“Why,” “Who,” “When,” “What” and “How” ”; Questions about the EPA Amalgam Separator Regulation: “Who” will be Regulating and Implementing the Amalgam Separator Regulation

Thank you for following the M.A.R.S Blog Series on the EPA Amalgam Separator Regulation. You may have already read the first two Blogs of this series “Introduction to the EPA Amalgam Separator Compliance Blog Series” and ““Why” Dental Practices Require Amalgam Separators.” The third Blog of this series will be discussing who will be responsible for regulating Dental Practices on their mercury discharge limits.

 

 

If you have been following any of our previous M.A.R.S Blogs, we have mentioned in the past; the EPA cannot regulate compliance for every Dental Practice in the United States. The EPA’s inability to regulate Dental Practices is why this responsibility has been passed on to your Local Control Groups, such as Privately/Publicly Owned Treatment Works. It is the responsibility of these Control Groups to create, implement and regulate Best Management Practices for Dental Practices.

The Issue with Creating New BMPs

The unfortunate effect of passing the responsibility to Local Control Groups, there isn’t a way of knowing their standards, as each region’s requirements can be different. There are four ways of categorizing the Local Control Groups, based on their knowledge and preparation for the EPA Amalgam Separator Regulation.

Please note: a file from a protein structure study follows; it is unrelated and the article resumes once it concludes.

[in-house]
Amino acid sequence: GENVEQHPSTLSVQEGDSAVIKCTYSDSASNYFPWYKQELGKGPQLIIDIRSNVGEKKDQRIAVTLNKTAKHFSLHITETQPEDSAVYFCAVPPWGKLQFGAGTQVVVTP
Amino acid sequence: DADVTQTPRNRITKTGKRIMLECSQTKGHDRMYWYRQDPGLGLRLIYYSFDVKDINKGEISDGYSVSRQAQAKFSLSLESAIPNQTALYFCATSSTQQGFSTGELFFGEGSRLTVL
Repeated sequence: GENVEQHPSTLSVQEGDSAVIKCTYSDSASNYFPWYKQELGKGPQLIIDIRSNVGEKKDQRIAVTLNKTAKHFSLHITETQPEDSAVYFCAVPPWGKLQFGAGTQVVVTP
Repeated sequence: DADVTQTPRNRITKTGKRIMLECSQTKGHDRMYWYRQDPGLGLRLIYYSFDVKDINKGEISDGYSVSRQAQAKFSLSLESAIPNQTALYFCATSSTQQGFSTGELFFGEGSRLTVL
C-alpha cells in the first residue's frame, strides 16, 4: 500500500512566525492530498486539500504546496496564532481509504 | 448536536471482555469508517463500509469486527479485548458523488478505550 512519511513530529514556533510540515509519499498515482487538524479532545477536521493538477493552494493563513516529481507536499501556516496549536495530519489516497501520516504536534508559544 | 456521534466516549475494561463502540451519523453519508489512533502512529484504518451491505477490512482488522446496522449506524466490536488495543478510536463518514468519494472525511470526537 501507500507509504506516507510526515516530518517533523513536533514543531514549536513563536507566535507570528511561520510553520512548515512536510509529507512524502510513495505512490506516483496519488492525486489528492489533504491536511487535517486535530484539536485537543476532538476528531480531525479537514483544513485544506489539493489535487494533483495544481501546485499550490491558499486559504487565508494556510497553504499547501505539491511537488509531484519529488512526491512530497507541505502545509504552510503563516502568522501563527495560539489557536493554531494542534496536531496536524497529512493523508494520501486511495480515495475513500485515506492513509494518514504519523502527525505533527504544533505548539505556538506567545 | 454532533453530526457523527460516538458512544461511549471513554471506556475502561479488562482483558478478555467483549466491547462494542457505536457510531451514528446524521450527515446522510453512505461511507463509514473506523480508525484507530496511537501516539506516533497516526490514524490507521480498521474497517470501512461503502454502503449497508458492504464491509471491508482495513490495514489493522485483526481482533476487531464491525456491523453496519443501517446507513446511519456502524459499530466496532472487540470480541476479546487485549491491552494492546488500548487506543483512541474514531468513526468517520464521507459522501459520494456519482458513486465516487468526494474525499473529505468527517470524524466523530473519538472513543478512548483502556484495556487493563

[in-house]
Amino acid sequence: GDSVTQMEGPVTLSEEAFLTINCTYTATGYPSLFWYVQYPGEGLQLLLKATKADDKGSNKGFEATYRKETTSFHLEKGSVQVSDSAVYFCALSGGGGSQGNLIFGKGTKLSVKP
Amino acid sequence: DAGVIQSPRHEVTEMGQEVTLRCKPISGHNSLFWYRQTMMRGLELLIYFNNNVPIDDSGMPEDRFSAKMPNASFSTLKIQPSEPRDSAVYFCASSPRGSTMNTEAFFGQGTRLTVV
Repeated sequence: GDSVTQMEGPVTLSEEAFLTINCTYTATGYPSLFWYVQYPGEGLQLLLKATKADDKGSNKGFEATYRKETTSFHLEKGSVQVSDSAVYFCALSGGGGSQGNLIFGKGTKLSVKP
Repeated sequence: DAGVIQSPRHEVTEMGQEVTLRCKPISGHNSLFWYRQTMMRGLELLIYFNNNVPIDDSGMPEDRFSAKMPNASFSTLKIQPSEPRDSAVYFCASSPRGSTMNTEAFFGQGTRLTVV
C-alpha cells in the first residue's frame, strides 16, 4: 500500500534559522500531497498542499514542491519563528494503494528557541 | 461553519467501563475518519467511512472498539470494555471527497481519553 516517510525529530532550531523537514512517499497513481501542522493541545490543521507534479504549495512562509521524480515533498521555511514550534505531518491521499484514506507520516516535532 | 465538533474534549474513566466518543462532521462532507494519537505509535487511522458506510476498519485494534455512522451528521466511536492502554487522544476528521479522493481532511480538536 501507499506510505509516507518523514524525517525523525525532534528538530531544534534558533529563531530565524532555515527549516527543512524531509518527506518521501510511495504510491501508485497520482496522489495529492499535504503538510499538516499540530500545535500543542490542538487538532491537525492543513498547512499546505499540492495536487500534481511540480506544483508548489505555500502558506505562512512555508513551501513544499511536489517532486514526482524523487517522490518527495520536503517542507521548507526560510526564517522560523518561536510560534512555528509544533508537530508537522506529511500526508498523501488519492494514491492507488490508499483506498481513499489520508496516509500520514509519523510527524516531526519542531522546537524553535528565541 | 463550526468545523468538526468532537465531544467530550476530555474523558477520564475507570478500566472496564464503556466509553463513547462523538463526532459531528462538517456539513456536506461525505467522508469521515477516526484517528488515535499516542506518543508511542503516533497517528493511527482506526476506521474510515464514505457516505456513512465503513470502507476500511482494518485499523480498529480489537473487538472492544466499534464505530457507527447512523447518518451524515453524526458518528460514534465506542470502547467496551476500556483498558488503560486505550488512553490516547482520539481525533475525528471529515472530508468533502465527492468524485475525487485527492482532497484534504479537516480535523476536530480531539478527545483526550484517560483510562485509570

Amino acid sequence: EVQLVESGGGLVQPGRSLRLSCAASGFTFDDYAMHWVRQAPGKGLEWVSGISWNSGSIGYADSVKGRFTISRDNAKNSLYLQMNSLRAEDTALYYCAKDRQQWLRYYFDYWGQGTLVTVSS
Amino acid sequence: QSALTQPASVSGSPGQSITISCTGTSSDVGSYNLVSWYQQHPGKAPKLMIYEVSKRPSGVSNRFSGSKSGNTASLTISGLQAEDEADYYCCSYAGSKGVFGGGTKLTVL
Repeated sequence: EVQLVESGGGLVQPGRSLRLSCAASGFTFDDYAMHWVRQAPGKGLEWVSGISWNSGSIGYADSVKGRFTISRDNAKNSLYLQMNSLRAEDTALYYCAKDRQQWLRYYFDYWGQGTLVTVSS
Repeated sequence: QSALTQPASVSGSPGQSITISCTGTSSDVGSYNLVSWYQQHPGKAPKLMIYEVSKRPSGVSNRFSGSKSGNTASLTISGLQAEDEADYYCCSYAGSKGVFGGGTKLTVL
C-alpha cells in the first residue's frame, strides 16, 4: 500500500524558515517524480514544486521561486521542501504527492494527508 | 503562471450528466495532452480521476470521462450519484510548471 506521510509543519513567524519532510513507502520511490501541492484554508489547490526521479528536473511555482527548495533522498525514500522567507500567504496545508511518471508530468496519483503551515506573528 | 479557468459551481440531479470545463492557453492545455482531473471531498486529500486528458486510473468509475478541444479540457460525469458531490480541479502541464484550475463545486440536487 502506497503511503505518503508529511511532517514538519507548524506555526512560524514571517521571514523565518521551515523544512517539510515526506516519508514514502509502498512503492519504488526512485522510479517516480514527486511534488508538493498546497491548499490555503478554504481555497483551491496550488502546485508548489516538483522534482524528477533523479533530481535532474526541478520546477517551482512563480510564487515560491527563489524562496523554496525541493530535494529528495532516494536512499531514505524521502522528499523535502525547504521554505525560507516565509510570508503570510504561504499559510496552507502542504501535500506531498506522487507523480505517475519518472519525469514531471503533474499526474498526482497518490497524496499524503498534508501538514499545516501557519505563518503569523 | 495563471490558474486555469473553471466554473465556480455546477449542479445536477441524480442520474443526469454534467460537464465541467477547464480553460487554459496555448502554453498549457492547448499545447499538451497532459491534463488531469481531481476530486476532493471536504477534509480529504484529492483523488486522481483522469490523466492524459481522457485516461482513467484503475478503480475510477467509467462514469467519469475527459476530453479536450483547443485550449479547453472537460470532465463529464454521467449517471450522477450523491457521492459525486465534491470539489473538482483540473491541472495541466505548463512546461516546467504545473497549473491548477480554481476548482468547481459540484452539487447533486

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Category 1

This type of Control Groups is typically in the South East of the United States. Many of these States and Local Control Groups are not focusing on creating or enforcing BMPs of their own anytime soon. It would be more likely that this category of Control Groups would follow the EPA Amalgam Separator Regulation’s “bare minimum” requirements. The South East of the United States does not typically have an issue with mercury discharge as their Water Treatment Plants usually serve a large area. Serving a large population allows for enough dilution from the general public to help the Water Treatment Plants meet their mercury discharge limits.

Category 2

Control Groups in this category are typically in the South West of the United States. These Control Groups have the intent of creating BMPs, but currently weighing their options on what standards to set and how to implement them. This group may or may not enforce the EPA Amalgam Separator Regulation until 2020, depending on how quickly they can create and implement their BMPs.

Category 3

The third type is in the North East of the United States. These States already have their own EPA limits to meet and are currently rolling out their BMPs to Dental Practices. Local Control Groups will most likely be the responsible party for regulating Dental Practices in these States. Soluble mercury is a noted issue for this part of the United States and will probably be a part of many of the Local Control Group’s BMPs.

Category 4

These Control Groups are in the North West in the United States. Their regulations have already be implemented for some time and act as a starting point for Control groups in categories two and three. As technology improves and more studies and information are published about mercury pollution, category four BMPs will most likely adapt to the changing discharge limits.

Amalgam Separator Regulation

These classifications are a generalization, and there are exceptions for each category. It is best when researching for amalgam separators to contact your Local Control Groups to be sure you have an understanding who will be regulating your Dental Practice. To learn when these Local Control Groups may be expecting to be releasing their BMPs, please see our next Blog ““When” Dental Practice is scheduled to Comply.”